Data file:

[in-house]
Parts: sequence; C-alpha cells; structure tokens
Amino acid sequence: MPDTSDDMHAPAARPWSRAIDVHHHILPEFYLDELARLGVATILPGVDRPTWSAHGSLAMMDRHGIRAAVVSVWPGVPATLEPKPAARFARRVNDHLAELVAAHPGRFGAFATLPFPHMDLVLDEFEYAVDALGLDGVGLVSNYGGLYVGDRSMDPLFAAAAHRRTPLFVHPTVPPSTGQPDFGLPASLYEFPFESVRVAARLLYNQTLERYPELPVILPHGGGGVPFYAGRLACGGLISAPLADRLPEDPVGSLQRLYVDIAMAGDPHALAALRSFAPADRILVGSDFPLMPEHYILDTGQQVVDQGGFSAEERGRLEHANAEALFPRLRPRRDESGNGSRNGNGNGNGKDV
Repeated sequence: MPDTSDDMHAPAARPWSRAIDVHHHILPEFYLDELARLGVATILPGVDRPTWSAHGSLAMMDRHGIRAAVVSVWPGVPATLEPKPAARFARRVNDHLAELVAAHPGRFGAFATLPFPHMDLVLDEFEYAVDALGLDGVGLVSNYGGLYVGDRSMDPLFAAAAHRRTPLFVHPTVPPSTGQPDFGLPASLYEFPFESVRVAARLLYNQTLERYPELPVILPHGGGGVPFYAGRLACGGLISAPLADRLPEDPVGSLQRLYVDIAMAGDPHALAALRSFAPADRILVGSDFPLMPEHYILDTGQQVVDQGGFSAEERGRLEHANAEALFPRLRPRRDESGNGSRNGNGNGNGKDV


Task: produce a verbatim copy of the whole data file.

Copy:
[in-house]
Parts: sequence; C-alpha cells; structure tokens
Amino acid sequence: MPDTSDDMHAPAARPWSRAIDVHHHILPEFYLDELARLGVATILPGVDRPTWSAHGSLAMMDRHGIRAAVVSVWPGVPATLEPKPAARFARRVNDHLAELVAAHPGRFGAFATLPFPHMDLVLDEFEYAVDALGLDGVGLVSNYGGLYVGDRSMDPLFAAAAHRRTPLFVHPTVPPSTGQPDFGLPASLYEFPFESVRVAARLLYNQTLERYPELPVILPHGGGGVPFYAGRLACGGLISAPLADRLPEDPVGSLQRLYVDIAMAGDPHALAALRSFAPADRILVGSDFPLMPEHYILDTGQQVVDQGGFSAEERGRLEHANAEALFPRLRPRRDESGNGSRNGNGNGNGKDV
Repeated sequence: MPDTSDDMHAPAARPWSRAIDVHHHILPEFYLDELARLGVATILPGVDRPTWSAHGSLAMMDRHGIRAAVVSVWPGVPATLEPKPAARFARRVNDHLAELVAAHPGRFGAFATLPFPHMDLVLDEFEYAVDALGLDGVGLVSNYGGLYVGDRSMDPLFAAAAHRRTPLFVHPTVPPSTGQPDFGLPASLYEFPFESVRVAARLLYNQTLERYPELPVILPHGGGGVPFYAGRLACGGLISAPLADRLPEDPVGSLQRLYVDIAMAGDPHALAALRSFAPADRILVGSDFPLMPEHYILDTGQQVVDQGGFSAEERGRLEHANAEALFPRLRPRRDESGNGSRNGNGNGNGKDV